It shouldn’t be surprising that rates of education are trending upwards, but what you may not be aware of is that the median age is also going up. In 2000, the median age was roughly around 30-34 in most major areas of California, with a statewide median of 33. Our most recent statistics are from 2019, which show that the median age is now above 34 in all but two of these same major areas. The statewide median is up to 37.
This is relevant for the real estate industry, as it portends that there may be fewer first-time buyers. First-time buyers tend to be younger, primarily in the 25-34 age range. The real estate market has generally been able to count first-time homebuyers as a reliable source of market stability, even in uncertain times. Granted, it is true that Millennials — who make up the largest segment of homebuyers currently — are trending towards making their first purchase later in life, which may mean that the effect of an increasing statewide median age is going to be less apparent to the real estate market.
The increasing rate of education, while not necessarily surprising, also could have an impact on the real estate market. More educated people statistically have a tendency to live in large urban centers and are wealthier. This is consistent with the upwards trend in total home value sold despite fewer homes being sold. It is not, however, consistent with the fact that more people are moving away from urban industrial centers as a result of being able to work from home, so the effect is still rather nebulous.
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Currently, there are approximately 2.7 million homeowners protected under forbearance programs. When the foreclosure moratorium expires, which it is slated to do June 30, 2021, these homeowners will have a respite as long as they are in good standing with their forbearance program. This is important, because 2.1 million of those are delinquent in their payments and would otherwise be subject to potential foreclosure immediately after June 30th. This is a fate likely to befall 1.1 million more US homeowners, who are delinquent and aren’t protected under a forbearance program.
Why aren’t they protected? Well, the answer is probably that they don’t know what their options are. Some may not know that forbearance programs even exist, but they certainly do and are still available. They may think they aren’t eligible for whatever reason, even though the only eligibility requirement is financial hardship due to COVID-19. It’s possible they don’t think they will be able to make a lump sum payment after their forbearance period. This is a real concern for a few people; however, most mortgages are backed by Fannie Mae or Freddie Mac, who will allow you to continue to make payments throughout the life of the loan, rather than immediately as soon as forbearance ends.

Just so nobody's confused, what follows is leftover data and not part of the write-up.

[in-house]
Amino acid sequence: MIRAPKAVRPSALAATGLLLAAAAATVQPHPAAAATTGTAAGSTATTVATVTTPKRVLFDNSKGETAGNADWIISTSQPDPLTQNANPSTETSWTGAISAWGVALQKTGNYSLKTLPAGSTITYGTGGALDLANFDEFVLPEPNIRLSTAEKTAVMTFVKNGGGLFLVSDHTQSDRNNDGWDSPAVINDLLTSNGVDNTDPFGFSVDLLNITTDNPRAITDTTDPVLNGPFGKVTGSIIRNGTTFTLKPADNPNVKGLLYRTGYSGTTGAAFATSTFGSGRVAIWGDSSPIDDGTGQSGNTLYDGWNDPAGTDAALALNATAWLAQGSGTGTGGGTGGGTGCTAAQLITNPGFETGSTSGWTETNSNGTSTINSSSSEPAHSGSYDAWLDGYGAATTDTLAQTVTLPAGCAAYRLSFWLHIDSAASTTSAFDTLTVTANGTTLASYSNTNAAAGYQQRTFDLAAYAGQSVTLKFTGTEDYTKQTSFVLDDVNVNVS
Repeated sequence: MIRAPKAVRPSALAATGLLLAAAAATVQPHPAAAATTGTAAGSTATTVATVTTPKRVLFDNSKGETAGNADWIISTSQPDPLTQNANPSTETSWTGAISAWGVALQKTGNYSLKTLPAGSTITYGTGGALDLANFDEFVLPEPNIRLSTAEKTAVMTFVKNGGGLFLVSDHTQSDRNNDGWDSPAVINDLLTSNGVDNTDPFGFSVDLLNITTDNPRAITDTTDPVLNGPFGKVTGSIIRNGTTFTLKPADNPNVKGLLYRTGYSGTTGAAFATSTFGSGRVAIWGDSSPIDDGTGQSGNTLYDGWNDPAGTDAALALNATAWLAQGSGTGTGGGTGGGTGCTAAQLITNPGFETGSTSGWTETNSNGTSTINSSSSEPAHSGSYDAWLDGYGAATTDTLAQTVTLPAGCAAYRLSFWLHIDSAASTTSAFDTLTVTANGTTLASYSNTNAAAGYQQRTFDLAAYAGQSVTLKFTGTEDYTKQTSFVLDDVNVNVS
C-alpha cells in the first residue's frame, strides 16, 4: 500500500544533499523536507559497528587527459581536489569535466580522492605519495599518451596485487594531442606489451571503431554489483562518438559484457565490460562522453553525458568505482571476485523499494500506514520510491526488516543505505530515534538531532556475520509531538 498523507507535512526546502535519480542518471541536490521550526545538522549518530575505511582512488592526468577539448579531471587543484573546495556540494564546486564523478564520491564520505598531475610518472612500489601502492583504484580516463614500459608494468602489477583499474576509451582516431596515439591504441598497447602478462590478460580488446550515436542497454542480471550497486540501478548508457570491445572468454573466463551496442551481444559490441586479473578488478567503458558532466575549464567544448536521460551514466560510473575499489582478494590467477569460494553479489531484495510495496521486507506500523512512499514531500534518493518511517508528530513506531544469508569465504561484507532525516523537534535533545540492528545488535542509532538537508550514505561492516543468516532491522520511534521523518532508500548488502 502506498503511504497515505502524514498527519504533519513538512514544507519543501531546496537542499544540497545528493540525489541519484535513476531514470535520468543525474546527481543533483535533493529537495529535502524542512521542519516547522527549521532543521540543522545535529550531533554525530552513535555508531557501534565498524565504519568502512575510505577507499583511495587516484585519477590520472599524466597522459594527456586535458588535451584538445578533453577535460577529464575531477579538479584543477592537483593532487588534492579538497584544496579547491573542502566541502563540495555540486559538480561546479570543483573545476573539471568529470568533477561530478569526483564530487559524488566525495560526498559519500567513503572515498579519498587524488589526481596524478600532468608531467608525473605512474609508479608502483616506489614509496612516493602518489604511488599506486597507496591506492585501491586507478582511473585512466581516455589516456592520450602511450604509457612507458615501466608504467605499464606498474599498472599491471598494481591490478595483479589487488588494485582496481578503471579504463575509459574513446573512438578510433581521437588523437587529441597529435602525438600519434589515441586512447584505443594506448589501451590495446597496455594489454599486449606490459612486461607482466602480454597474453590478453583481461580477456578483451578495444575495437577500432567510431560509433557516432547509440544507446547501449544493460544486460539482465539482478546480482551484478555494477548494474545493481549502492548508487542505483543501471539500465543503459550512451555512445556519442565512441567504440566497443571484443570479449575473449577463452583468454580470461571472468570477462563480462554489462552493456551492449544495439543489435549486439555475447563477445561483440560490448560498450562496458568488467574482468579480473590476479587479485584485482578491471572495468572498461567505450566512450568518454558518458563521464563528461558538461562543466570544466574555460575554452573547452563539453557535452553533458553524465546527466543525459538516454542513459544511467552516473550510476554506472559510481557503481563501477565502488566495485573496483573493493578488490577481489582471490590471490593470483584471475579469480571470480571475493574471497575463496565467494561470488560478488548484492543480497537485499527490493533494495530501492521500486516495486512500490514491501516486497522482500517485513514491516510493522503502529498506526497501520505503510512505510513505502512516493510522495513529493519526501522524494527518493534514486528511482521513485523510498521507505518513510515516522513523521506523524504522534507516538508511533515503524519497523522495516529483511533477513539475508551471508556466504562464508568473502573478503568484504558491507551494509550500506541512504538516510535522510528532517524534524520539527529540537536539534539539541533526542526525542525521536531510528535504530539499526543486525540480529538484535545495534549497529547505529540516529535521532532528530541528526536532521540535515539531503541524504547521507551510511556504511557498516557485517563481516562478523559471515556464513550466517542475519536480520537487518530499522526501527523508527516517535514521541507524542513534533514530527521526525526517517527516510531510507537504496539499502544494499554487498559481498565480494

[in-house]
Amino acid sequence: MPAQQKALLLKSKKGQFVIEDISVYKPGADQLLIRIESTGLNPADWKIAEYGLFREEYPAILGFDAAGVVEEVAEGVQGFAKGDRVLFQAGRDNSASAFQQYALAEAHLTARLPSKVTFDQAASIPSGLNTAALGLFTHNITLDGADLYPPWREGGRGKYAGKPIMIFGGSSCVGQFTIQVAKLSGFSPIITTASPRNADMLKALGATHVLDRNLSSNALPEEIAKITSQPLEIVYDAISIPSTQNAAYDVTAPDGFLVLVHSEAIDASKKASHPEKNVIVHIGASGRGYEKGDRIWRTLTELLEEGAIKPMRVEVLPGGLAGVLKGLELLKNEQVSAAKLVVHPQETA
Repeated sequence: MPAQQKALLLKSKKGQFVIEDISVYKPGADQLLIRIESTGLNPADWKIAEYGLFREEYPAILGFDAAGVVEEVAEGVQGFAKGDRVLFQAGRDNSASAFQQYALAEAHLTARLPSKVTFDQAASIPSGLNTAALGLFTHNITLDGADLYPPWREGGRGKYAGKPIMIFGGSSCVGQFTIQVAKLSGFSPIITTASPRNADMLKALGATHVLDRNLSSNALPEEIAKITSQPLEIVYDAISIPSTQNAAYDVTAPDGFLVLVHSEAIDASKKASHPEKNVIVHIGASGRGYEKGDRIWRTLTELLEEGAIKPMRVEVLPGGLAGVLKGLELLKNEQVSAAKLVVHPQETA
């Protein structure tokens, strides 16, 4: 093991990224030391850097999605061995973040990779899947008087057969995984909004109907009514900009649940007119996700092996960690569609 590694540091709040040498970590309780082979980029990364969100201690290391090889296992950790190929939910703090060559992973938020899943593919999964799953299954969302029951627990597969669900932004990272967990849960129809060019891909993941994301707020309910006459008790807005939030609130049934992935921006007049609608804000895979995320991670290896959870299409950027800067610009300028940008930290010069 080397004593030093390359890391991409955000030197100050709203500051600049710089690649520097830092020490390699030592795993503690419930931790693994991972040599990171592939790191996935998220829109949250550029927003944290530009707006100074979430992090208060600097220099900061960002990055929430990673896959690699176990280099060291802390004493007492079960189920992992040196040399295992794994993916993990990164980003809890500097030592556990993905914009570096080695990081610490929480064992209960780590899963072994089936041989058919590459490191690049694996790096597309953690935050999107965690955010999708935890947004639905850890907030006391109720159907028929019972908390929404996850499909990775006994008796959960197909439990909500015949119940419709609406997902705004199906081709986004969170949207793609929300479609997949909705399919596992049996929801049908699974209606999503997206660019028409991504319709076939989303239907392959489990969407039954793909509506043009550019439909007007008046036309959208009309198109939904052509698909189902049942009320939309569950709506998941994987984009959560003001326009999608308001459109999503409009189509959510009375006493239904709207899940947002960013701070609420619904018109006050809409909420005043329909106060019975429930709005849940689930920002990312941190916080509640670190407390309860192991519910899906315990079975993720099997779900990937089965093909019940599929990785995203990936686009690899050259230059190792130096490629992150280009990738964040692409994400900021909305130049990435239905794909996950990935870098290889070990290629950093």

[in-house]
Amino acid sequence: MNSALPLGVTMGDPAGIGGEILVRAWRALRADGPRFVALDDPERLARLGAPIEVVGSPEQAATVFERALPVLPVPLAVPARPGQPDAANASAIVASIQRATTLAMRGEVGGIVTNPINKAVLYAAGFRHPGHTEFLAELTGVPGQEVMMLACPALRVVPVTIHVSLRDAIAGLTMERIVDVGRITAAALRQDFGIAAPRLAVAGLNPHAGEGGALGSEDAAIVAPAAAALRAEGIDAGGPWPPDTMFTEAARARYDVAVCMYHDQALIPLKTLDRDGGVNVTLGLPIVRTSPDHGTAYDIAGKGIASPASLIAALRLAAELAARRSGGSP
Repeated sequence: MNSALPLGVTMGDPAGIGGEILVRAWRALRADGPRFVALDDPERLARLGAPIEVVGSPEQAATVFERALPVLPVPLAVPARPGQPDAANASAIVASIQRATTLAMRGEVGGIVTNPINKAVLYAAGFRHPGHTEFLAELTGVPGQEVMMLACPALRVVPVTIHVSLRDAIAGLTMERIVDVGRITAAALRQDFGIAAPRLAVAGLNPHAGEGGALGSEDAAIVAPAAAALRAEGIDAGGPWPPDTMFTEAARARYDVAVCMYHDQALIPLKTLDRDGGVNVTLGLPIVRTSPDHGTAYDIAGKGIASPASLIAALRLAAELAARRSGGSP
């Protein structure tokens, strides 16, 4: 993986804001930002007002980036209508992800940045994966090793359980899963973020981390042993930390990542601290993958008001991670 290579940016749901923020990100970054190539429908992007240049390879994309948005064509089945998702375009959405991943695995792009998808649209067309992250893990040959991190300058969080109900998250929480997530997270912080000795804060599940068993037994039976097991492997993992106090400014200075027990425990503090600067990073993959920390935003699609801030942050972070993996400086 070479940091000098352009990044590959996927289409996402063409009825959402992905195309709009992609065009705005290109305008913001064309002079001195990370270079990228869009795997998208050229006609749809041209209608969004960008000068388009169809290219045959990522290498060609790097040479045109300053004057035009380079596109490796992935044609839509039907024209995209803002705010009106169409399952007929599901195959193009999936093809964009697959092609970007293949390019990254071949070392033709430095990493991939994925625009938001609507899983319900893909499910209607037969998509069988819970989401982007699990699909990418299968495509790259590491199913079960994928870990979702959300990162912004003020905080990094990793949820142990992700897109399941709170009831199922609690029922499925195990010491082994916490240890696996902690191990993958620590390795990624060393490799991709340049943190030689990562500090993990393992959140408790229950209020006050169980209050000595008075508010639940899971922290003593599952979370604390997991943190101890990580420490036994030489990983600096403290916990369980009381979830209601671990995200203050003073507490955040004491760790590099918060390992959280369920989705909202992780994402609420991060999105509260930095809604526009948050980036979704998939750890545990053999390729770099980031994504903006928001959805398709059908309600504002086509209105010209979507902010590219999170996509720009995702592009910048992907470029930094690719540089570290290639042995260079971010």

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Statistically, single women purchase fewer homes than couples or single men, as a result of both economic and societal factors. The gap between single women and single men is only roughly 3-4%, but it’s still not negligible. Fortunately, it’s slowly shrinking, as women are beginning to have a larger share of home purchases. The percent of homes purchased by single women increased by 8.7% in Q4 2020 as compared to Q4 2019. The same statistic for single men is 4.6%. For couples, who may have dual incomes and/or better access to loans, the increase was 11.5%.
This doesn’t mean everything is great for women, though. The pandemic did disproportionately affect women, especially women of color. The industries hit the hardest were restaurants, retail, and healthcare, all of which statistically employ more women than men. What this actually demonstrates is the disparity between economic classes. Those single women who were able to buy in 2019 but held off were likely also able to buy in 2020, and simply had more incentive to purchase because of low interest rates. In some cases, these women were saving up with the intention of buying in the future, and took the opportunity to buy something less expensive to take advantage of interest rates. But those women that were struggling in 2019 definitely had no chance in 2020.
In response to the coronavirus pandemic, the Federal Reserve (the Fed) reduced the Federal Funds rate to near zero, which is the rate that the Fed charges banks for loans. Its lowest, and current, point was 0.09%. For comparison, it was at 1.55% in the beginning of 2020. Typically, the 10-year Treasury Note interest rate follows suit. However, the relationship is indirect, so we could see anomalies — which is what has happened.